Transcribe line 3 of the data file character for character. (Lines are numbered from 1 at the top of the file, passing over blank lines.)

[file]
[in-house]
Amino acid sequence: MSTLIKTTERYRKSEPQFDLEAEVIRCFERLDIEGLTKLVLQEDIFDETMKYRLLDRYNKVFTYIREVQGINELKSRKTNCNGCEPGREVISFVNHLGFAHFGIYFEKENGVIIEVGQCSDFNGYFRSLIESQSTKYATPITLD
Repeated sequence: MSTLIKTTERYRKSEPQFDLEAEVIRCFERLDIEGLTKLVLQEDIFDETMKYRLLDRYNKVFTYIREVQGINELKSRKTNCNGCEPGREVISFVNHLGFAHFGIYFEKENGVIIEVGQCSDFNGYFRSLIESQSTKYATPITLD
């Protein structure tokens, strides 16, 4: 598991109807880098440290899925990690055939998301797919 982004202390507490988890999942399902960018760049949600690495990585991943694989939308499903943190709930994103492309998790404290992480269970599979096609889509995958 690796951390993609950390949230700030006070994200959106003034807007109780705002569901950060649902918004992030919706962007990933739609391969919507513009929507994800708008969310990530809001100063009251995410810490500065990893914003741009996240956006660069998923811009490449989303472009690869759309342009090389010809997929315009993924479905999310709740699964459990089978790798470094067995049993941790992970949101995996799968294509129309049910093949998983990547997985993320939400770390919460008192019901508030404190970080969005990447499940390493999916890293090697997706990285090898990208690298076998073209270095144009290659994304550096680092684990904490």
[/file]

Repeated sequence: MSTLIKTTERYRKSEPQFDLEAEVIRCFERLDIEGLTKLVLQEDIFDETMKYRLLDRYNKVFTYIREVQGINELKSRKTNCNGCEPGREVISFVNHLGFAHFGIYFEKENGVIIEVGQCSDFNGYFRSLIESQSTKYATPITLD